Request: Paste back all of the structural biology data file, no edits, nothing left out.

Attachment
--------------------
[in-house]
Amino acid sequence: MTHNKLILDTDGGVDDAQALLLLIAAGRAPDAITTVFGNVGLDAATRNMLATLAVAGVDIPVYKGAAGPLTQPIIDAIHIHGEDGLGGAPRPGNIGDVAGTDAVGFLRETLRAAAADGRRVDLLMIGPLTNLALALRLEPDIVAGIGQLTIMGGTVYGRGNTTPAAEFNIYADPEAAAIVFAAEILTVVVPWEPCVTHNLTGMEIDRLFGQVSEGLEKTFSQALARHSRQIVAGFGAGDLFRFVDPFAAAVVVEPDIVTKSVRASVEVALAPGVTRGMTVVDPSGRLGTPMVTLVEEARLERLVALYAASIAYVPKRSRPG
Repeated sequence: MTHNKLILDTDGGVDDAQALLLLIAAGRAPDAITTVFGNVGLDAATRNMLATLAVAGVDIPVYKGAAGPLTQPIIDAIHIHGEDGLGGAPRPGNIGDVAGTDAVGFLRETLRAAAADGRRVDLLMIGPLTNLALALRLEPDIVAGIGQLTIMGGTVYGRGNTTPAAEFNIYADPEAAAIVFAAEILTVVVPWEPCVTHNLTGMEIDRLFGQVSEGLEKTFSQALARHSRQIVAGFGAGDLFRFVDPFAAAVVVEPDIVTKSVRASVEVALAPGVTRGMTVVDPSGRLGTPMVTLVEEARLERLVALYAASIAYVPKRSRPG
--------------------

[in-house]
Amino acid sequence: MTHNKLILDTDGGVDDAQALLLLIAAGRAPDAITTVFGNVGLDAATRNMLATLAVAGVDIPVYKGAAGPLTQPIIDAIHIHGEDGLGGAPRPGNIGDVAGTDAVGFLRETLRAAAADGRRVDLLMIGPLTNLALALRLEPDIVAGIGQLTIMGGTVYGRGNTTPAAEFNIYADPEAAAIVFAAEILTVVVPWEPCVTHNLTGMEIDRLFGQVSEGLEKTFSQALARHSRQIVAGFGAGDLFRFVDPFAAAVVVEPDIVTKSVRASVEVALAPGVTRGMTVVDPSGRLGTPMVTLVEEARLERLVALYAASIAYVPKRSRPG
Repeated sequence: MTHNKLILDTDGGVDDAQALLLLIAAGRAPDAITTVFGNVGLDAATRNMLATLAVAGVDIPVYKGAAGPLTQPIIDAIHIHGEDGLGGAPRPGNIGDVAGTDAVGFLRETLRAAAADGRRVDLLMIGPLTNLALALRLEPDIVAGIGQLTIMGGTVYGRGNTTPAAEFNIYADPEAAAIVFAAEILTVVVPWEPCVTHNLTGMEIDRLFGQVSEGLEKTFSQALARHSRQIVAGFGAGDLFRFVDPFAAAVVVEPDIVTKSVRASVEVALAPGVTRGMTVVDPSGRLGTPMVTLVEEARLERLVALYAASIAYVPKRSRPG